Can Turkey Avoid a Crisis?

Can Turkey Avoid a Crisis?

Last week we introduced to the currently developing financial issues in Turkey. More specifically, their national currency, the Turkish lira, has been crashing hard against the dollar, losing more than 40% of its value in 2018; inflation is soaring high and the Turkish central bank’s hands are somewhat tied by President Erdogan, who would not permit a rate increase. Now that there is more information available, we would like to take another look at whether or not this could escalate out of proportion.

The Problem
Part of the reason we are seeing this unfold now of all times is the strength of the dollar. The Federal Reserve has implemented multiple interest rate increases over the past two years, and there are two more hikes expected in 2018. As people try to capitalize on the higher USD values, this adds pressure on the currencies of developing countries like Turkey (also Argentina, for instance, who is also struggling with a crisis right now).

Moreover, many Turkish businesses have international loans to fund their operations. With the growing gap between the dollar and the lira, these loans are quickly becoming more and more difficult to pay back, simply because they cost so much more in Turkish lira now than they did initially.

Inflation is extremely high in Turkey right now. Under normal circumstances the central bank would increase interest rates (like the Federal Reserve is doing) to curb inflation, but President Erdogan believes that rate hikes are out of the question and has decried them in his political platform. Furthermore, the central bank of each country is supposed to be independent of whoever is in charge and take care of the economy impartially, but Erdogan has done a lot in recent years to solidify his power and become something akin to an absolute monarch, rather than an elected president, at least in practice.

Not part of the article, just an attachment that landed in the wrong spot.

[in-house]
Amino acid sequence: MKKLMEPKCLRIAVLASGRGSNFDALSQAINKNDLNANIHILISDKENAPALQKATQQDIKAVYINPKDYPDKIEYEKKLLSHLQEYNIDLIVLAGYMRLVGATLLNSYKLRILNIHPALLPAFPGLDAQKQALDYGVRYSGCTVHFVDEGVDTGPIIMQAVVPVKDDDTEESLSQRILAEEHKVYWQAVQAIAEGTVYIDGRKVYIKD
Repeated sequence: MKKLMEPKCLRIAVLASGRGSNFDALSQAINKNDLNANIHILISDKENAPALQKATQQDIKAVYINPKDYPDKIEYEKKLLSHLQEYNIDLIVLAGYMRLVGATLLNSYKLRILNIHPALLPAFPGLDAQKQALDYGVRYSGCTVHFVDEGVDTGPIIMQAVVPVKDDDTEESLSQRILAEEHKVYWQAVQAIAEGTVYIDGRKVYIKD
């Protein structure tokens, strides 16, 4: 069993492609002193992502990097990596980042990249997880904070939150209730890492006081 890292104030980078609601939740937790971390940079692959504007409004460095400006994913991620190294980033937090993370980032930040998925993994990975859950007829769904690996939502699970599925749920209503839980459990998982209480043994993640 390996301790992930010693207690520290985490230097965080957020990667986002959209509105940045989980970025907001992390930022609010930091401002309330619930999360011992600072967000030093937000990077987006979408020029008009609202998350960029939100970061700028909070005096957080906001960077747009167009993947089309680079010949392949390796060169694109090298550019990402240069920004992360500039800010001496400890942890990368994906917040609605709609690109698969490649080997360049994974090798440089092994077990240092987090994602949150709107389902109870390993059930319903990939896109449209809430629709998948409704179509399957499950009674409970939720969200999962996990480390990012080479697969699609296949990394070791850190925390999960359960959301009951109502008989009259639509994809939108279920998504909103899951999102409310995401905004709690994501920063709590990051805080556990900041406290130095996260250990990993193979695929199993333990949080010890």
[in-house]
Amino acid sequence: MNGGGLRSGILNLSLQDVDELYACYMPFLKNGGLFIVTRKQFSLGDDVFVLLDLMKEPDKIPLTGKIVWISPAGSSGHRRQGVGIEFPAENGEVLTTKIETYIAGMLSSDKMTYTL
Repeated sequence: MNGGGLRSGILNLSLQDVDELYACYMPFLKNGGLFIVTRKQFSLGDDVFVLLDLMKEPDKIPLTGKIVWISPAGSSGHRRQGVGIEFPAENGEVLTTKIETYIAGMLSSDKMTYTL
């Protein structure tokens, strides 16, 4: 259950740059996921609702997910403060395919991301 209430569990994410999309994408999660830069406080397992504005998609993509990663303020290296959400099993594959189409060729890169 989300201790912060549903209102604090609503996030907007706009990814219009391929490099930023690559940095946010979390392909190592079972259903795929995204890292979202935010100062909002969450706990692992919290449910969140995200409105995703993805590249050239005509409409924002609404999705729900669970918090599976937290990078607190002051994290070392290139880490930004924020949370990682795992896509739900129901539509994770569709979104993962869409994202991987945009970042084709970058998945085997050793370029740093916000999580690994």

Temporary Solutions
Turkey was in need of a big foreign investment and found it in an unlikely ally – Qatar. Last year Qatar found itself in a tough spot as its neighboring countries all cut diplomatic and trade ties with it. Turkey lent a helping hand then and it seems Qatar is now returning the favor with a $15 billion investment.

Moreover, the Turkish central bank is trying to informally increase interest rates in a way that won’t clash with Erdogan’s official policies. Instead of doing a formal rate hike, the way the Federal Reserve and the Bank of England have done, the Turkish central bank is forcing banks to borrow money at night instead of during the day, and charges them 1.5% more at night. This was effective enough in stabilizing the lira this week, but it is not as strong and sustainable as an actual rate increase.

Investors fear that the measures that Turkey is currently taking are only good for buying a little bit of extra time before a full-blown crisis begins.

If things worsen, Turkey might have to ask for a bailout from the IMF, the way Argentine did. However, like the bailouts given by the ECB to Greece, this would come with a strict plan for austerity measures until the economy heals, and would be seen by the Turkish people as Erdogan’s biggest political failure. This explains why the President is trying to avoid it at all costs.


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